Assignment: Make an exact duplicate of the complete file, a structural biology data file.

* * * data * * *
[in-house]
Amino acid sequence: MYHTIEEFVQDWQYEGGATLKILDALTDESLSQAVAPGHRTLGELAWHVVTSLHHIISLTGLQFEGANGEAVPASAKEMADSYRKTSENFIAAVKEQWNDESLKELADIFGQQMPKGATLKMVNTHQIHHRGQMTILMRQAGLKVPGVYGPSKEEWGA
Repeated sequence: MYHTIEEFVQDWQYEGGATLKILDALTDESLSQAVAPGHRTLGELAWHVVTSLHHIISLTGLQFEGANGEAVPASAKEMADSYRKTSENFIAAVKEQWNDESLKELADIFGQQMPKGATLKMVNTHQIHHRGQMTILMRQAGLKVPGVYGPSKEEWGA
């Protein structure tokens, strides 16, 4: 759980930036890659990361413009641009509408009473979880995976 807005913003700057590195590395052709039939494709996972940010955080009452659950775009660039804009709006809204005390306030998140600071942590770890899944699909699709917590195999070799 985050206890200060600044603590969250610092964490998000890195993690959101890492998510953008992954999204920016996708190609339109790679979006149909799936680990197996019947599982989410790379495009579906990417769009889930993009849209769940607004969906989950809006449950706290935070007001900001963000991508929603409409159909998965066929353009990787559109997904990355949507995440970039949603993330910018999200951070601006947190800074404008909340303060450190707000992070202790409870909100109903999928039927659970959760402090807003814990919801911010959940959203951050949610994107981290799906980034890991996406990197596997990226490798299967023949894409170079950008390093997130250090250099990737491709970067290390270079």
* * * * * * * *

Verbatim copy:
[in-house]
Amino acid sequence: MYHTIEEFVQDWQYEGGATLKILDALTDESLSQAVAPGHRTLGELAWHVVTSLHHIISLTGLQFEGANGEAVPASAKEMADSYRKTSENFIAAVKEQWNDESLKELADIFGQQMPKGATLKMVNTHQIHHRGQMTILMRQAGLKVPGVYGPSKEEWGA
Repeated sequence: MYHTIEEFVQDWQYEGGATLKILDALTDESLSQAVAPGHRTLGELAWHVVTSLHHIISLTGLQFEGANGEAVPASAKEMADSYRKTSENFIAAVKEQWNDESLKELADIFGQQMPKGATLKMVNTHQIHHRGQMTILMRQAGLKVPGVYGPSKEEWGA
């Protein structure tokens, strides 16, 4: 759980930036890659990361413009641009509408009473979880995976 807005913003700057590195590395052709039939494709996972940010955080009452659950775009660039804009709006809204005390306030998140600071942590770890899944699909699709917590195999070799 985050206890200060600044603590969250610092964490998000890195993690959101890492998510953008992954999204920016996708190609339109790679979006149909799936680990197996019947599982989410790379495009579906990417769009889930993009849209769940607004969906989950809006449950706290935070007001900001963000991508929603409409159909998965066929353009990787559109997904990355949507995440970039949603993330910018999200951070601006947190800074404008909340303060450190707000992070202790409870909100109903999928039927659970959760402090807003814990919801911010959940959203951050949610994107981290799906980034890991996406990197596997990226490798299967023949894409170079950008390093997130250090250099990737491709970067290390270079």